Aflatoxins contamination in maize products from rural communities in San Luis Potosi, Mexico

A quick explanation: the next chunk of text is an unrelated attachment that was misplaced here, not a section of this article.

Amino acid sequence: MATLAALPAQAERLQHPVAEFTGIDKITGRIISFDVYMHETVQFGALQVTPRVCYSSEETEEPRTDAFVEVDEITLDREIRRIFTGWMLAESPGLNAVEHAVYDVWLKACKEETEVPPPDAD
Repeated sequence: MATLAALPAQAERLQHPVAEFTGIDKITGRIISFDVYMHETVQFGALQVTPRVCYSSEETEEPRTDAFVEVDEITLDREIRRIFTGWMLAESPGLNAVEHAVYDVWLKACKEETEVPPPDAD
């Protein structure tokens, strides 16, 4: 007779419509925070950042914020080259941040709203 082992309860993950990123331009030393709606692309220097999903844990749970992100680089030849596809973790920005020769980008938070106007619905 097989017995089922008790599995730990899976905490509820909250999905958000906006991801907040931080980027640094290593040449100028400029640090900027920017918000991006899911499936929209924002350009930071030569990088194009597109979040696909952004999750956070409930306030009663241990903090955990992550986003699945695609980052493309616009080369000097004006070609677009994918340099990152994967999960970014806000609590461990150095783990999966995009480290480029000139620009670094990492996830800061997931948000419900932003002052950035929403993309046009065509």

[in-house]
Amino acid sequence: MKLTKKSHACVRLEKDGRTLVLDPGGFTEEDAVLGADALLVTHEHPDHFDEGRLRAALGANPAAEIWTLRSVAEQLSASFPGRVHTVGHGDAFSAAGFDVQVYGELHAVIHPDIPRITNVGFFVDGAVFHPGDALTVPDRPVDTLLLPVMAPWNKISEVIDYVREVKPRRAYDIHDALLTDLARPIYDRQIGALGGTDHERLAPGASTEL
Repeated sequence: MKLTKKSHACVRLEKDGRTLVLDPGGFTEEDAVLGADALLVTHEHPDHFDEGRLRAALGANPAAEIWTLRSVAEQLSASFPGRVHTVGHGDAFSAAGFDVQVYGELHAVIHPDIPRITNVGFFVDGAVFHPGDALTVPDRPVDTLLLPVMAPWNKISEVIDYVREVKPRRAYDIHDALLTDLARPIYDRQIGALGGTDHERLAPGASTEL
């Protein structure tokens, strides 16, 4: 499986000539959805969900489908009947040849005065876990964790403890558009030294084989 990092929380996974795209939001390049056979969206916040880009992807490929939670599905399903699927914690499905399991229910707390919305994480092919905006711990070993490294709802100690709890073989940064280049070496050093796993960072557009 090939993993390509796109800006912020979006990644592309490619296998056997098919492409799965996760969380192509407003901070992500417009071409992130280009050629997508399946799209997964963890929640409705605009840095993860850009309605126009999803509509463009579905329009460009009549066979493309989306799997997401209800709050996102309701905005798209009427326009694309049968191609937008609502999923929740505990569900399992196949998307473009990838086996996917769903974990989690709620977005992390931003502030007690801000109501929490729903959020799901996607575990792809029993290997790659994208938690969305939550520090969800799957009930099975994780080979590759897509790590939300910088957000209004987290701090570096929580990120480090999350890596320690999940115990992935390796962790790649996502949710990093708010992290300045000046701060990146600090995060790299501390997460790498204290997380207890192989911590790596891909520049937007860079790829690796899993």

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Background: Aflatoxins are a group of mycotoxins that have been associated with hepatic damage and cancer. Aflatoxins B1 and B2 are secondary metabolites produced by fungi Aspergillus. These toxins can be found in a variety of commodities, especially in maize, and have been studied around the world due to their effects in human health. The Latin American population is especially exposed to aflatoxins given that maize products can be found in traditional diets all over the continent. Interestingly, in Mexico, chronic hepatic diseases and cirrhosis are leading causes of death in adult population. Methods: In order to observe the effect of physical variables like temperature and humidity, this study was conducted collecting samples in four different seasons, in two communities in the State of San Luis Potosi, in Mexico. The content of aflatoxins in tortillas was measured using immunoaffinity columns prior to HPLC-FLD analysis. Findings: Results showed that 18%25 of samples exceeded the Mexican limits for AFB1; whereas, 26%25 of the samples exceeded the limits of the European Union for AFB1. The AFB1 was detected in 80%25 of samples in one site and higher concentrations were found in samples collected during fall and winter seasons. Conclusions: Lack of control in storing practices is the principal cause for the contamination of maize. Considering that maize products are part of the staple diet of Mexican population, our results show that AFB1 detection has to be declared a public health priority. Detection and prevention of aflatoxins through a surveillance program, may avoid chronic health effects. © 2018 The Author(s).
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